Hello Reading Friends!
I’m delighted to introduce the first in a new series of author heart-to-hearts, focusing on women’s emotional fiction. Having recently read Noelle Harrison’s, The Boatman’s Wife (read my 5 star review here), I am thrilled that she agreed to join me today. So let’s get started…
Welcome to an author heart-to-heart Noelle, and as we settle in could you tell us a little about yourself?
I’ve always made-up stories. As a little girl I was quite happy in my own company, creating a cast of characters and acting out their dramas – usually orphanages were involved. I was obsessed with the book The Little Princess! I loved reading. It was my solace, and I would perch in a tree hidden away from the world reading for hours. It is still my top pastime. I never feel I have enough time to read all the books I want to.
I grew up the daughter of an Irish single mum. She was an incredible woman. She had trained as a dancer, was an accomplished pianist, sang, sculpted, spoke several languages she had just ‘picked up’, and was the only person I know who can complete The Sunday Times Cryptic Jumbo crossword in one day. She was a true Renaissance woman, yet she never went to school! When she had me and my brother on her own, my Mum decided she would give us a beautiful childhood in the countryside so she got a job as a cook / housekeeper. Yes, that’s right she was also an amazing cook! I grew up in grand houses in the home counties but always in the position of a servant. This fed my compulsion for observation, watching the dramas of others unfold as if a fly on the wall. I could become invisible!
I began writing plays when I was about 20. I put on my first play not long after I graduated with a degree in History of Art from London University. It was multi-media and about child abuse, which was pretty out there in 1990. I got quite a bit of hate directed at me for the play. But EVERY girl I knew at that time had experienced some kind of sexual abuse and I felt it needed talking about!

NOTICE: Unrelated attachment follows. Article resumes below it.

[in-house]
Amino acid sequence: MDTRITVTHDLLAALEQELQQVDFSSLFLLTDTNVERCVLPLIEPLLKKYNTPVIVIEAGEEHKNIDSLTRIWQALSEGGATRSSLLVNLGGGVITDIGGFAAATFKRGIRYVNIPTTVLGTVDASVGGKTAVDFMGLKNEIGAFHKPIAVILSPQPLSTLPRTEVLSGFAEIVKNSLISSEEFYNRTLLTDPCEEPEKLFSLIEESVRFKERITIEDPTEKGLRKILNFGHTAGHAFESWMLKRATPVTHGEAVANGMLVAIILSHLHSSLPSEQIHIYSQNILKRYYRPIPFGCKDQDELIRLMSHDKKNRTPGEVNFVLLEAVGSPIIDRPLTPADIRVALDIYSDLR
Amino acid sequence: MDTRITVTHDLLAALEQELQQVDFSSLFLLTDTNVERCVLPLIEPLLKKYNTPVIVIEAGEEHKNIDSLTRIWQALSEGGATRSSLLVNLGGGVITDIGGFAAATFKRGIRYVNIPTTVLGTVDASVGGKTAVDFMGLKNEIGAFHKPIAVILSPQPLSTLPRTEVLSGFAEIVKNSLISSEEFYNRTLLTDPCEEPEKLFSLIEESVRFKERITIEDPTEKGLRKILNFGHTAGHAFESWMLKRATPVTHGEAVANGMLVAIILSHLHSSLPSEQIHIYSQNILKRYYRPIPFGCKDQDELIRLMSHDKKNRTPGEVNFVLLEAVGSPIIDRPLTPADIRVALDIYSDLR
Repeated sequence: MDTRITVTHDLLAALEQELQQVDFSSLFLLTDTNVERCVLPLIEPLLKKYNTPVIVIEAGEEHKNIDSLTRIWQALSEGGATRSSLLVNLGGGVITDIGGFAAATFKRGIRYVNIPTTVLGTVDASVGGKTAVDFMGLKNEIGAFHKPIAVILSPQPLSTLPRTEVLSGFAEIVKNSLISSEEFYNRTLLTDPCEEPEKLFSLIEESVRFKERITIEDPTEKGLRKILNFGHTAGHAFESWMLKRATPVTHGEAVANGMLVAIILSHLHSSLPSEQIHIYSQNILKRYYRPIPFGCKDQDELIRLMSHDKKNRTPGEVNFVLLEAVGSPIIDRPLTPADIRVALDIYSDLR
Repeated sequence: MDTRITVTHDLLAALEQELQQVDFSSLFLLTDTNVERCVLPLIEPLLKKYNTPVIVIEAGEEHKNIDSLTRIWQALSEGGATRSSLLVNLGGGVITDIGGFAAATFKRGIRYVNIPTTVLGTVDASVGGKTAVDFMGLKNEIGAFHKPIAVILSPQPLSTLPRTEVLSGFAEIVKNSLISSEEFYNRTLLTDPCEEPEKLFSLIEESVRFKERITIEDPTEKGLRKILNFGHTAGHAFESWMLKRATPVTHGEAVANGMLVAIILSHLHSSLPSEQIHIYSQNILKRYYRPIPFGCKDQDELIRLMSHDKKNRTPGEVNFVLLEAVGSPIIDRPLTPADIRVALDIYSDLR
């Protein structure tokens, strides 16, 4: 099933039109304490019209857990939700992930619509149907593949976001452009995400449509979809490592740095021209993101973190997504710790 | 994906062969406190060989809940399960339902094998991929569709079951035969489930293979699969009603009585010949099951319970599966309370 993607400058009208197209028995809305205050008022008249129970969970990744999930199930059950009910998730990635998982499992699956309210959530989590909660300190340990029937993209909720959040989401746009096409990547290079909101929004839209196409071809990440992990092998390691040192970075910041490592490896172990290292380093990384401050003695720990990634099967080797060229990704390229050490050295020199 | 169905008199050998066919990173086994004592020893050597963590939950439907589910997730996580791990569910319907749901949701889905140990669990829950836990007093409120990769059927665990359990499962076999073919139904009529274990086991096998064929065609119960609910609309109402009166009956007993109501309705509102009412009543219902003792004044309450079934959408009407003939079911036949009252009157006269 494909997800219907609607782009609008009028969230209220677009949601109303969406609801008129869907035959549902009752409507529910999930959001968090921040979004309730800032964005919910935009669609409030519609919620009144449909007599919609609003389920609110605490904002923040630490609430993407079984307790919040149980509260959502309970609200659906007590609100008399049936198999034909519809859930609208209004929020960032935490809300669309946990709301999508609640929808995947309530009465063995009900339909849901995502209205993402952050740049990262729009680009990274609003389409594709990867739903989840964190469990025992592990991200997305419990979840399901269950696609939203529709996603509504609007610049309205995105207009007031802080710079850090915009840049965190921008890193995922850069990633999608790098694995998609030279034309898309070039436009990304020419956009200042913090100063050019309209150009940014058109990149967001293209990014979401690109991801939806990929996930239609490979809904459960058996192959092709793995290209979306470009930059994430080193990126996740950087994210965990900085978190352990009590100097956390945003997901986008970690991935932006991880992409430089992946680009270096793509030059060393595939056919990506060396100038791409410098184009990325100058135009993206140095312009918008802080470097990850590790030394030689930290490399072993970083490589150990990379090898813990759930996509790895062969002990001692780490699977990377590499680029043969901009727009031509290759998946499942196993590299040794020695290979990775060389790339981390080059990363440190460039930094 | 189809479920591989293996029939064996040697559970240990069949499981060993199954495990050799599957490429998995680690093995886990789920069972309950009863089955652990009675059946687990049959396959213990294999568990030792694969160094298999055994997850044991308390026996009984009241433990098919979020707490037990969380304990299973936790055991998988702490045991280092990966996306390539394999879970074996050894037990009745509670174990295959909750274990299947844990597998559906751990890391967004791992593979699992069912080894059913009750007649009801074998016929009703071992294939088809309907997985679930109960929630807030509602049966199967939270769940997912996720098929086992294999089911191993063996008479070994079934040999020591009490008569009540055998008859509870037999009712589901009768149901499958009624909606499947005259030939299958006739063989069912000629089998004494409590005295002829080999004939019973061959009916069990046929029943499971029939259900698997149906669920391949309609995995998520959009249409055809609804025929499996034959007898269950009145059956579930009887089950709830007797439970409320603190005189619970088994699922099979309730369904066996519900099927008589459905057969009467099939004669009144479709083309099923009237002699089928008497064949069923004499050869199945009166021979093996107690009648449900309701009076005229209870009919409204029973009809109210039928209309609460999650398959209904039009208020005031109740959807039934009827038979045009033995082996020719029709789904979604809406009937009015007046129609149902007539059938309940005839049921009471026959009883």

I had always dreamed of living in Ireland and the next year I made the move to Dublin. There were no jobs in Ireland at that time. In fact everyone was leaving Ireland to get work, but I have always enjoyed swimming against the current. I knew how to read Tarot Cards so I set up a market stall – Noelle de Mosa Tarot – and supported myself reading Tarot. I have continued to read Tarot Cards ever since. As the years have gone by, I have developed a way of using them in my writing to release deeper meaning. They fascinate me!
In Dublin I set up my theatre company Aurora, with a close friend. Over the next few years, I wrote and produced three plays. When I became pregnant with my son in 1997, I moved to rural Ireland and began writing novels. I have been writing novels ever since with the occasional play! I like to live in different places as I draw inspiration from my settings. From Ireland, I went to Norway and lived there for a few years. I came to Edinburgh in 2016, where I completed a Masters in Creative Writing at Edinburgh Napier University which I adored. It was so great to be a student again!
Writing is my passion. I am never happier than when immersed in writing a novel. The times I find tough are when I have to do other things to pay the bills! Alongside my writing, I’ve also developed my love of teaching creative writing. Over the past twenty years I’ve worked with so many different groups from children in schools to the elderly, academic students to beginners. More recently I’ve combined my love of teaching creative writing, with my yoga practice. Training in Vinyasa, Restorative, Yin, and Menopause Yoga, I now teach yoga, meditation and journaling. I love how the practices of writing and yoga synthesise. I also enjoy collaborating with other creatives. Myself and the Scottish author Sandra Ireland have been running novel writing boot camps with a difference balancing masterclasses in skills with tools for self-care. I do believe this is so important for writers especially at the moment.